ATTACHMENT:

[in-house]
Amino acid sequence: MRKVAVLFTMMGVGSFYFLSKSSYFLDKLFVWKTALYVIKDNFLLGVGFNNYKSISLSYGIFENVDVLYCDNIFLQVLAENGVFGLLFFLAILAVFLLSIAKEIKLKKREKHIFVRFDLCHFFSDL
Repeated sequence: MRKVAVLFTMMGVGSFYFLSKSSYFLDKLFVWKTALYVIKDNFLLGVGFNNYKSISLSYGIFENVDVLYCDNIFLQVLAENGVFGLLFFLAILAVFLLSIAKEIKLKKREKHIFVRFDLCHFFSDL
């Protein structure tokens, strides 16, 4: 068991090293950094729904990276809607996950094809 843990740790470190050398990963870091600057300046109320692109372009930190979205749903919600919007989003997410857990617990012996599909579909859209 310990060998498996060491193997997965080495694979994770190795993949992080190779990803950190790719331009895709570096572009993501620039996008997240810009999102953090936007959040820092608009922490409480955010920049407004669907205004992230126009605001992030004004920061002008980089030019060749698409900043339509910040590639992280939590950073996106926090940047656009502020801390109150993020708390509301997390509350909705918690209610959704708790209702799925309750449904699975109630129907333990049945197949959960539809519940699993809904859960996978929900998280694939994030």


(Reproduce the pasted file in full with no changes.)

[in-house]
Amino acid sequence: MRKVAVLFTMMGVGSFYFLSKSSYFLDKLFVWKTALYVIKDNFLLGVGFNNYKSISLSYGIFENVDVLYCDNIFLQVLAENGVFGLLFFLAILAVFLLSIAKEIKLKKREKHIFVRFDLCHFFSDL
Repeated sequence: MRKVAVLFTMMGVGSFYFLSKSSYFLDKLFVWKTALYVIKDNFLLGVGFNNYKSISLSYGIFENVDVLYCDNIFLQVLAENGVFGLLFFLAILAVFLLSIAKEIKLKKREKHIFVRFDLCHFFSDL
């Protein structure tokens, strides 16, 4: 068991090293950094729904990276809607996950094809 843990740790470190050398990963870091600057300046109320692109372009930190979205749903919600919007989003997410857990617990012996599909579909859209 310990060998498996060491193997997965080495694979994770190795993949992080190779990803950190790719331009895709570096572009993501620039996008997240810009999102953090936007959040820092608009922490409480955010920049407004669907205004992230126009605001992030004004920061002008980089030019060749698409900043339509910040590639992280939590950073996106926090940047656009502020801390109150993020708390509301997390509350909705918690209610959704708790209702799925309750449904699975109630129907333990049945197949959960539809519940699993809904859960996978929900998280694939994030």